Requirements for PCB Assembly Drawing
Rush PCB assembles Printed Circuit Boards (PCBs) for their customers. To achieve an acceptable final product, we must faithfully follow the customer’s instructions, which in turn, must be complete and legible.
PCB assembly drawings are necessary as the person assembling the board is not the same person who has designed it. The PCB manufacturer needs the drawings to interpret how to assemble the board.
This document is an introduction to designers who have never created an assembly drawing before. It is necessary designers understand different elements of an assembly drawing and how their PCB layout tools can help in generating these documents.
Different manufacturers accept assembly drawings in several formats. It is necessary for the designer to communicate with their manufacturer to understand the form and nature of the document most suitable to them. However, there are some basic elements that all manufacturers will require when accepting assembly drawings for PCBs.
Basic Elements of Assembly Drawings
Format: Most CAD systems now generate the drawing format automatically. However, some may require the designer to create it as a separate library format. In either case, the designer will need to combine that format with their design database for building their drawing.
Outline of the Board: For fabrication, the manufacturer will require a display of the board outline of the PCB. The designer may scale the drawing to make it more presentable or show greater detail.
Mechanical Parts: The manufacturer will also require information about any mechanical part that the designer wants mounted on the PCB, along with details of the mounting hardware. Non-electrical parts may not have a regular footprint, and the designer may have to provide the drawing of the shape separately. Although some non-electrical mechanical parts may not appear on the schematic, the designer must include them in the bill of materials and in the assembly drawing.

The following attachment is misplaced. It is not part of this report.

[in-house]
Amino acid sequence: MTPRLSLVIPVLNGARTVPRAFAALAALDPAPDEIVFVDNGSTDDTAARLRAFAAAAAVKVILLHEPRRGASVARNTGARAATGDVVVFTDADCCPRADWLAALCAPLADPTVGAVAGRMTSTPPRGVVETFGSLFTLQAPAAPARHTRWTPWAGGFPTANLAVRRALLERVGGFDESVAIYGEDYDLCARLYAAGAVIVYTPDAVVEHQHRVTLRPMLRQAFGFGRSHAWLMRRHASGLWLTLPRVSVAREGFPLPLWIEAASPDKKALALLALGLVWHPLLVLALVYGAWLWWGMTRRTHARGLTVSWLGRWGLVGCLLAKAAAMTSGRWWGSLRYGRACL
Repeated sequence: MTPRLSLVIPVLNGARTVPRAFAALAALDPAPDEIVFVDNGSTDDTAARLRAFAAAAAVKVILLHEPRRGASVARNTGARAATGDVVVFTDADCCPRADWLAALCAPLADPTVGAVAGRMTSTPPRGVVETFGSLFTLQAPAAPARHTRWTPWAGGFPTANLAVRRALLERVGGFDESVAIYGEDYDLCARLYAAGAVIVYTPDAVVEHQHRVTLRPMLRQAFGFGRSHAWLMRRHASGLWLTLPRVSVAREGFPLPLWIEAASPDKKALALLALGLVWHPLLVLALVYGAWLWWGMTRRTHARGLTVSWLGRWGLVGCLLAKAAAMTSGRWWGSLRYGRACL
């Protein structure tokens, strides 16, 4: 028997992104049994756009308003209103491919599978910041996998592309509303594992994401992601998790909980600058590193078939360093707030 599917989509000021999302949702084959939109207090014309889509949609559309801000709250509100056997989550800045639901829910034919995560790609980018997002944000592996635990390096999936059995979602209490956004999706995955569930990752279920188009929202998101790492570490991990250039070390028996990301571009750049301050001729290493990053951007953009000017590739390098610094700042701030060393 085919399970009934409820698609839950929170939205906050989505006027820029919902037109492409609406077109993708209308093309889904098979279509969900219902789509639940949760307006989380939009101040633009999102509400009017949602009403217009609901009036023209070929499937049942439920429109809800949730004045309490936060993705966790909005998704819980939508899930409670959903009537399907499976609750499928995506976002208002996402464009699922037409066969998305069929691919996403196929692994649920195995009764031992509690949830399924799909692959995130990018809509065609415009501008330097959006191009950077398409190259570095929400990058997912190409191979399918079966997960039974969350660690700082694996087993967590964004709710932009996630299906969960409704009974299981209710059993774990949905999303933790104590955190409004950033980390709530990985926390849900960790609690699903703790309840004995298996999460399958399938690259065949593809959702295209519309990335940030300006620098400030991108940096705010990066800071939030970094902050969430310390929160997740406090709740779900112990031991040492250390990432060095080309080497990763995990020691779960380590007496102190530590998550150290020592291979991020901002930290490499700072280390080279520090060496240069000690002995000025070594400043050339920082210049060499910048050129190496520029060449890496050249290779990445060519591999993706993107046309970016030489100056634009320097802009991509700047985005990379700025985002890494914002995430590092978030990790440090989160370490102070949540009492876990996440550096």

Electrical Parts: All electrical parts that the designer wants mounted and soldered on the PCB, they must display the part shapes along with their reference designators. The designer must also list the parts in the bill of materials and reference them with their unique designators.
Notes for Assembly: Designers must offer instructions for details of basic assembly, with reference to industry specifications and standards where applicable. The notes must also contain the details and location for any special features present on the board.
Bill of Materials: This is a list of all items that the PCB will hold, along with their unique identifying reference designators. The list should also mention the manufacturer and the type number of the components.
Location of the Identification Label: PCBs often require an identification label in the form or a tag or bar code. The manufacturer will need a drawing indicating the position of the label on the board and a reference to the specific label.
Additional Drawing Views: PCBs may have components on both sides. In such cases, the manufacturer will need a view of the back side of the board along with the view of its front side. While the designer may use additional drawings for larger boards, they may include both views in a single drawing for smaller boards. For greater clarity on mounting some mechanical parts, the designer may also add drawings showing the side view of the board.
Cut-Away or Expanded Views: The designer may include expanded views of areas they want to show in greater detail for clarity of the manufacturer. They can scale the cut-away view to provide more clarity, while indicating its position on the main board with a pointer.
For further details, please contact Rush PCB.
Creating Assembly Drawings using Layout Tools
Earlier, designers had to use separate drafting tools for creating assembly drawings. However, almost all modern PCB CAD tools have the functionality to generate all the required assembly drawings in detail.
Using modern PCB CAD tools, designers can import board outlines along with parts information, and rotate, mirror, or scale them as necessary. They can compose or import assembly instructions from an external file, and add them to the drawing. It is also possible for these tools to display detailed cut-away views of the necessary area of the assembly.
After compiling all the necessary drawings, the PCB CAD tool can also convert all the drawing to the electronic format and include them with the manufacturing output files.
Rush PCB recommends designers provide good PCB assembly drawings to manufacturers to help in smooth manufacturing. Providing more details helps the manufacturer complete the assembly without confusion and delay.